Our research covers all aspects of data science and analytics, statistical
theory, methodology and computing as well as machine learning, including
a rich variety of collaborations with other research disciplines.
We partner closely with our Labs colleagues and experts in computer
science, mathemetics, databases, networking, and software and
Our research cuts across the entire spectrum of statistical application
and theory: time series, spatial statistics, Bayesian analysis,
machine learning, artificial intelligence, queueing theory, and applied
probability. Our research projects are typically motivated by the
massive data sets generated from AT&T's products - over 100M mobile
devices, millions of IPTV customers, the largest Wi-Fi network in
the US, and the network backbone that connects the entire internet.
Current examples of domains where our research is applied include:
- Recommender Systems. Recommender systems are models which predict items that a customer may like, based on previous purchase or rating behavior. We have been doing research in these collaborative filtering models to predict movie and television preferences.
This work resulted in our sharing the $1M Grand Prize.
Here is a video describing our approach.
Customer Experience Modeling.
We use statistical models/classifiers, text analysis, custom survey research, and GIS data mining to glean insights about our customers' experience with our services, and to determine drivers of dissatisfaction and churn. Together with internal business partners, we use the results to design targeted interventions and set company targets.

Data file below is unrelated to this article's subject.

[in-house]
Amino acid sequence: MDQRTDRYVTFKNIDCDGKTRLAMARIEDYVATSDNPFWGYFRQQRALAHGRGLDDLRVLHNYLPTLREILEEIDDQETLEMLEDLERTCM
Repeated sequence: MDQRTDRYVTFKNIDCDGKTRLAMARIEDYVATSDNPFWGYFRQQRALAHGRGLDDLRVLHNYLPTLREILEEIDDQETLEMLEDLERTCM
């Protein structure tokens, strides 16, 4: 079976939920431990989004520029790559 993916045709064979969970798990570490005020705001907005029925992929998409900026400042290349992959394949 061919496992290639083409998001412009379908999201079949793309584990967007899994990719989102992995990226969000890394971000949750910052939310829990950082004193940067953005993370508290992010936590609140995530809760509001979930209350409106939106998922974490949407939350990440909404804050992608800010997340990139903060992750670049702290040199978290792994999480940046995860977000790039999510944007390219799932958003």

- Interactive Data Analysis and Statistical Computing in the Cloud with R. Our rich history in statistical computing continues to this day with research into the statistical computing tools of the future. Recent focus is on interactive data analysis tools, and RCloud, a web-based cloud-computing approach to statistics. We are a Supporting Institution of the R Foundation and have a leadership role in the R community through the work of Simon Urbanek.
- Human Mobility. We are studying data
from mobile phone networks to understand how people live, work,
and move. Specifically, mobile data has the potential to
revolutionize the study of city dynamics -- understanding how
people use resources in a city and allowing us to help design
more sustainable and livable cities. Our work was described in
a recent cover article in the Communications of the ACM.
- Social Networks. Our communications network defines
a rich social network in both the consumer and business spaces.
Our research focuses on extracting information through these
networks by looking at information flow through the network or
viral marketing opportunities. For an example, see our work on proximity
graphs and our paper on network
- Fraud Detection in Telecommunications. AT&T is the industry leader in protecting our networks from fraud. Fraud occurs in many forms: hackers breaking into lines, subscription fraud, spoofed cell phones, etc. Each of these requires large-scale data mining to determine the proper model fro detecting the fraud while minimizing false positives. Read a paper about our history that won the Jack Youden Prize.
- Computational Advertising. As one of the largest advertisers on the web, as well as the owner of advertising channels like U-Verse and yellowpages.com, AT&T is always looking for ways to optimize ad placement. Our efforts here include machine learning algorithms to estimate ad click through rates and spatial models to aid in local search. See our recent paper at ICDM.
- Data Quality and Anomaly Detection in Data Streams. Monitoring vast data streams is a constant problem for large corporations. We model the incoming data as a multivariate data stream and build models to cluster and alert on those time series. Modeling data quality of the stream draws on expertise in Statistics, AI, Software engineering and Database Research to develop efficient analyses, algorithms and tools for data auditing, cleaning and repair.
We wrote the book on it!
Members of our department, past and present, have written well-regarded books on their research. Take a look:
See our history page for information
about a research tradition in statistics that goes back to Shewhart